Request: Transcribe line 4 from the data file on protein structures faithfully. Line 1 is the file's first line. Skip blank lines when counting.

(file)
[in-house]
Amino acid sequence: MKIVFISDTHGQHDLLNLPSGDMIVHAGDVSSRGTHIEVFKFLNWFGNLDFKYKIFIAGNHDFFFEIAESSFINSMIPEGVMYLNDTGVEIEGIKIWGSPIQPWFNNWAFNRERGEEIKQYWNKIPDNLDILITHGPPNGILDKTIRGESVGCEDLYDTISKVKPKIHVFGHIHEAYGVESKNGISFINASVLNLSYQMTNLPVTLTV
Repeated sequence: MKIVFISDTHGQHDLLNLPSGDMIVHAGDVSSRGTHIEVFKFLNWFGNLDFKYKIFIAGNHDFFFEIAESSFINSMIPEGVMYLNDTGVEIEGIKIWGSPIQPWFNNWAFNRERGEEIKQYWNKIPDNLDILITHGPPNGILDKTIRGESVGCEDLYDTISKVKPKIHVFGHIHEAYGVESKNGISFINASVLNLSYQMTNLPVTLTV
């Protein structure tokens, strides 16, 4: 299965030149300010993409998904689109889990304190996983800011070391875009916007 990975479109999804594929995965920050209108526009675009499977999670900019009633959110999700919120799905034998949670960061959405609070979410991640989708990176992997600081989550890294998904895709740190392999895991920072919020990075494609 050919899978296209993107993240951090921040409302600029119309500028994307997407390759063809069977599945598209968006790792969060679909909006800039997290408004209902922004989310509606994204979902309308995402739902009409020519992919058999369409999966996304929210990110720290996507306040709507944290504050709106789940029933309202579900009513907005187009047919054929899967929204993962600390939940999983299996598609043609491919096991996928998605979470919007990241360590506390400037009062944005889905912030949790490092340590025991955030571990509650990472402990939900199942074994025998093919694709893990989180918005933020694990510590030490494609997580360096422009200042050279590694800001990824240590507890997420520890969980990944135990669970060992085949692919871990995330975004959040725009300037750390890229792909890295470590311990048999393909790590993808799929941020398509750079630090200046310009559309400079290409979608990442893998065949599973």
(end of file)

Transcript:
């Protein structure tokens, strides 16, 4: 299965030149300010993409998904689109889990304190996983800011070391875009916007 990975479109999804594929995965920050209108526009675009499977999670900019009633959110999700919120799905034998949670960061959405609070979410991640989708990176992997600081989550890294998904895709740190392999895991920072919020990075494609 050919899978296209993107993240951090921040409302600029119309500028994307997407390759063809069977599945598209968006790792969060679909909006800039997290408004209902922004989310509606994204979902309308995402739902009409020519992919058999369409999966996304929210990110720290996507306040709507944290504050709106789940029933309202579900009513907005187009047919054929899967929204993962600390939940999983299996598609043609491919096991996928998605979470919007990241360590506390400037009062944005889905912030949790490092340590025991955030571990509650990472402990939900199942074994025998093919694709893990989180918005933020694990510590030490494609997580360096422009200042050279590694800001990824240590507890997420520890969980990944135990669970060992085949692919871990995330975004959040725009300037750390890229792909890295470590311990048999393909790590993808799929941020398509750079630090200046310009559309400079290409979608990442893998065949599973």